Similarly, since I started working at Covenant Christian High School in Indianapolis, I can't remember using a chalk board until the last week when I was helping out an older public school as a math coach. They had recently acquired some great technology and wanted to be encouraged to better utilize it.
Within the past couple of years, my dad got me this handy little socket set. I have had occasion to use some of the ratchets.
It has some nice features. For example, the tool in the middle can act like a typical screw driver when the appropriate tip is put on the end, but it has a ratchet mechanism that can be easily adjusted to tighten or loosen.
Like a four function calculator, this tool cannot do everything. The adjustable monkey wrench on the left wouldn't open to the size of a large pipe. Similarly, you can't easily graph a function on a scientific calculator.
With any interactive white board you should be able to write on in it and save your work, but not all of these tools are designed to particularly enhance the math and science classroom like SMART Notebook Math Tools can. I have enjoyed showing this off at conferences and using this tool in my classroom from the time it was only available as a free download in its beta form. A couple of weeks ago I had a wonderful time showcasing SMART's Math Tools to an outstanding group of middle and high school teachers at a Christian school in Cincinnati.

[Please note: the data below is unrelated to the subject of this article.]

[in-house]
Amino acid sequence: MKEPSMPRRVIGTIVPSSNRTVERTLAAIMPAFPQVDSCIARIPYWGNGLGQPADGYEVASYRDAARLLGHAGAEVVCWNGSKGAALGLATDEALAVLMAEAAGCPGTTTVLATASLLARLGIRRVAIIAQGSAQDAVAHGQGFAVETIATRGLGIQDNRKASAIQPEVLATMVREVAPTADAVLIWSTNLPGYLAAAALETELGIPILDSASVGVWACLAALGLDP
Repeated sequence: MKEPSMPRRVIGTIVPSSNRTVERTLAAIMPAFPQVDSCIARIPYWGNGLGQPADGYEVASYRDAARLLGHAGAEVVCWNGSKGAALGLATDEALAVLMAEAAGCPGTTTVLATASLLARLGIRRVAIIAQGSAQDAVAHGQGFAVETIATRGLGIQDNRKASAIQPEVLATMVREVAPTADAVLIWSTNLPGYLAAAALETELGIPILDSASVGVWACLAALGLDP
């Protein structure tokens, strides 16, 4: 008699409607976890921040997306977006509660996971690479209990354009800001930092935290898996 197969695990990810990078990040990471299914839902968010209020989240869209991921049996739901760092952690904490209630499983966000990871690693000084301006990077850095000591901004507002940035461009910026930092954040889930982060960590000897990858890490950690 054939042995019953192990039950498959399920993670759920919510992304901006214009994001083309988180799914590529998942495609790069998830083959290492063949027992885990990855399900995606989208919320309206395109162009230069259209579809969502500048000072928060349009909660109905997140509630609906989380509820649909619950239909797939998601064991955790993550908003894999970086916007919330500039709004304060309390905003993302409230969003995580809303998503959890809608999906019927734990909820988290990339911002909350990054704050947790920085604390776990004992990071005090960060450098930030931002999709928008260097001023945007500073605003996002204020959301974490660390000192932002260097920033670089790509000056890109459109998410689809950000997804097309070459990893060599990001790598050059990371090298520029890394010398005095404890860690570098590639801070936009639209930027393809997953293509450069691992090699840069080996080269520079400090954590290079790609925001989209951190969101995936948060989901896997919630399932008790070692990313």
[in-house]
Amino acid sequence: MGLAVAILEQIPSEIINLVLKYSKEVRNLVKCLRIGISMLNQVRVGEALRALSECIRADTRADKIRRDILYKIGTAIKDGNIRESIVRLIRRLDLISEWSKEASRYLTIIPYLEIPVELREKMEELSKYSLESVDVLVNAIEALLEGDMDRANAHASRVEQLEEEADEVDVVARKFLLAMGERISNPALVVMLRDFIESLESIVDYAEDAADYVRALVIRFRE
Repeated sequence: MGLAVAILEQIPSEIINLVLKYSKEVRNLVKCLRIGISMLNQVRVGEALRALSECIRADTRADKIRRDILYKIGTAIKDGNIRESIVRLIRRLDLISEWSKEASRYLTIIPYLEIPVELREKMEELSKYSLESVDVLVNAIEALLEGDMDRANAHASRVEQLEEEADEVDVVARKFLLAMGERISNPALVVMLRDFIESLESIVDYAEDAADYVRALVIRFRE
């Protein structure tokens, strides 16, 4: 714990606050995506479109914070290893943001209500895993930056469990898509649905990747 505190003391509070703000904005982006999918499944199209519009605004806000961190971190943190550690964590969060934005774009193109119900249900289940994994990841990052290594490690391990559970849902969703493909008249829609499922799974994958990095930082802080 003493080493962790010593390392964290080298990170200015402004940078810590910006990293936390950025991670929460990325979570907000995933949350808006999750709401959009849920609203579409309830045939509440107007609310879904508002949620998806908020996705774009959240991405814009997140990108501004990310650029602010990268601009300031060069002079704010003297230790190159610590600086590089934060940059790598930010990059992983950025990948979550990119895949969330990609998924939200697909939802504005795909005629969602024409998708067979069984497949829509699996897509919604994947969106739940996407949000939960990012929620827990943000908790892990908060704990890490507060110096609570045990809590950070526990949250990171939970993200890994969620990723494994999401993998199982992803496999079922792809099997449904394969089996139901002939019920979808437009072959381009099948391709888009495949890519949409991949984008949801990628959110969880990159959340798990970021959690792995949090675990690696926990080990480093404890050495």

One thing I especially appreciate about Notebook Math is that it recognizes its limitations and encourages teachers to be aware of the value of graphing calculators and TI emulators. The SMART Notebook on the computers I've used these past several years can be used to launch my TI-Nspire CAS Teacher Software with its built-in TI-SmartView emulator capabilities.
With some tools there is so much power and functionality that you may never use every piece. Even if I took a class to learn about the drill I have on the left, although I would learn more of what the different bits were for, I may not use them again. I really appreciate when a tool is intuitive and many things about it can be figured out without reading many manuals.
The sentiment that the TI-Nspire is intuitive to use has been the general impression I've seen in many students who have been introduced to it. A video that a friend from Scotland is in shows the engagement of the students, the formative assessment capabilities, and many of the other features that are gained by using the Nspire Navigator. I also appreciate that the operating system of the Nspire and Navigator have been improved over the years based on teacher feedback. These updates have come at no additional cost. This tip sheet says that it can take over 30 minutes to update the OS for every device in the classroom, but I've been able to do it many times in less than 5 minutes. The tip sheet is a bit dated, as there are now more ways to improve classroom connectivity.
Sometimes people do not use the best tool for the job. There are many reasons why this is true. If you want to see a variety of tools used for math and science education, the Teachers Teaching with Technology International Conference will be a good place to learn more. This has been one of my favorite conferences of the year.